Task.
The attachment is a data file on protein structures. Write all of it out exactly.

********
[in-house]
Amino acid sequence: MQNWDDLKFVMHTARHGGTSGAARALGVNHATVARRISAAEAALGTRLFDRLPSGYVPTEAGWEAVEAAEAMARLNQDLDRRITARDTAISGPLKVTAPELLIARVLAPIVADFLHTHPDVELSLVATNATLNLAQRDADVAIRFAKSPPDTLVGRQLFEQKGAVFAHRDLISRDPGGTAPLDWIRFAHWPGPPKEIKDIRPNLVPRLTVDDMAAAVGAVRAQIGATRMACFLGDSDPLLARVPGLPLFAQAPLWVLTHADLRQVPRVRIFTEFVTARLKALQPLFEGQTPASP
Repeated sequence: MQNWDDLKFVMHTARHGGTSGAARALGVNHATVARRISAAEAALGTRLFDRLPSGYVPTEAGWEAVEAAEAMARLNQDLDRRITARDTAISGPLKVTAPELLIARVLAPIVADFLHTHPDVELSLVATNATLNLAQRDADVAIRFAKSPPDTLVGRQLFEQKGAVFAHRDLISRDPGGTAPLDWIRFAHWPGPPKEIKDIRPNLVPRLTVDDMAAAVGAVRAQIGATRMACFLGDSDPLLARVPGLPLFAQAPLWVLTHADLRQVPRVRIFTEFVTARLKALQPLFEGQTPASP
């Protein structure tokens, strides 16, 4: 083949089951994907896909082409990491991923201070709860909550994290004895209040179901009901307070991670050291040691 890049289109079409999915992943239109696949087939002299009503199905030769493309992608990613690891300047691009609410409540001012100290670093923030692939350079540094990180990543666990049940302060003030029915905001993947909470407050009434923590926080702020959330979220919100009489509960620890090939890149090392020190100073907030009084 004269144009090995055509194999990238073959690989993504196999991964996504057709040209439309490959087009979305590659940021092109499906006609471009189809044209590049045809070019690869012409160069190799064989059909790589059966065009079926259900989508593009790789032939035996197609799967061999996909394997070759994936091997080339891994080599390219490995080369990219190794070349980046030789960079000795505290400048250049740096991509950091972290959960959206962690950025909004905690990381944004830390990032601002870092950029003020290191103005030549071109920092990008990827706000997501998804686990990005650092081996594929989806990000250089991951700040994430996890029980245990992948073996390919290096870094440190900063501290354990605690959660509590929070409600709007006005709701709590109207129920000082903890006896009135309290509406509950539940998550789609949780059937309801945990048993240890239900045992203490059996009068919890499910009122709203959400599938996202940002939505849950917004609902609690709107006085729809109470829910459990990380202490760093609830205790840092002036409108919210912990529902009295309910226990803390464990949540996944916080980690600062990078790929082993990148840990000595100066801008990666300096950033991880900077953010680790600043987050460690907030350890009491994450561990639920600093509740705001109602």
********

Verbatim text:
[in-house]
Amino acid sequence: MQNWDDLKFVMHTARHGGTSGAARALGVNHATVARRISAAEAALGTRLFDRLPSGYVPTEAGWEAVEAAEAMARLNQDLDRRITARDTAISGPLKVTAPELLIARVLAPIVADFLHTHPDVELSLVATNATLNLAQRDADVAIRFAKSPPDTLVGRQLFEQKGAVFAHRDLISRDPGGTAPLDWIRFAHWPGPPKEIKDIRPNLVPRLTVDDMAAAVGAVRAQIGATRMACFLGDSDPLLARVPGLPLFAQAPLWVLTHADLRQVPRVRIFTEFVTARLKALQPLFEGQTPASP
Repeated sequence: MQNWDDLKFVMHTARHGGTSGAARALGVNHATVARRISAAEAALGTRLFDRLPSGYVPTEAGWEAVEAAEAMARLNQDLDRRITARDTAISGPLKVTAPELLIARVLAPIVADFLHTHPDVELSLVATNATLNLAQRDADVAIRFAKSPPDTLVGRQLFEQKGAVFAHRDLISRDPGGTAPLDWIRFAHWPGPPKEIKDIRPNLVPRLTVDDMAAAVGAVRAQIGATRMACFLGDSDPLLARVPGLPLFAQAPLWVLTHADLRQVPRVRIFTEFVTARLKALQPLFEGQTPASP
């Protein structure tokens, strides 16, 4: 083949089951994907896909082409990491991923201070709860909550994290004895209040179901009901307070991670050291040691 890049289109079409999915992943239109696949087939002299009503199905030769493309992608990613690891300047691009609410409540001012100290670093923030692939350079540094990180990543666990049940302060003030029915905001993947909470407050009434923590926080702020959330979220919100009489509960620890090939890149090392020190100073907030009084 004269144009090995055509194999990238073959690989993504196999991964996504057709040209439309490959087009979305590659940021092109499906006609471009189809044209590049045809070019690869012409160069190799064989059909790589059966065009079926259900989508593009790789032939035996197609799967061999996909394997070759994936091997080339891994080599390219490995080369990219190794070349980046030789960079000795505290400048250049740096991509950091972290959960959206962690950025909004905690990381944004830390990032601002870092950029003020290191103005030549071109920092990008990827706000997501998804686990990005650092081996594929989806990000250089991951700040994430996890029980245990992948073996390919290096870094440190900063501290354990605690959660509590929070409600709007006005709701709590109207129920000082903890006896009135309290509406509950539940998550789609949780059937309801945990048993240890239900045992203490059996009068919890499910009122709203959400599938996202940002939505849950917004609902609690709107006085729809109470829910459990990380202490760093609830205790840092002036409108919210912990529902009295309910226990803390464990949540996944916080980690600062990078790929082993990148840990000595100066801008990666300096950033991880900077953010680790600043987050460690907030350890009491994450561990639920600093509740705001109602």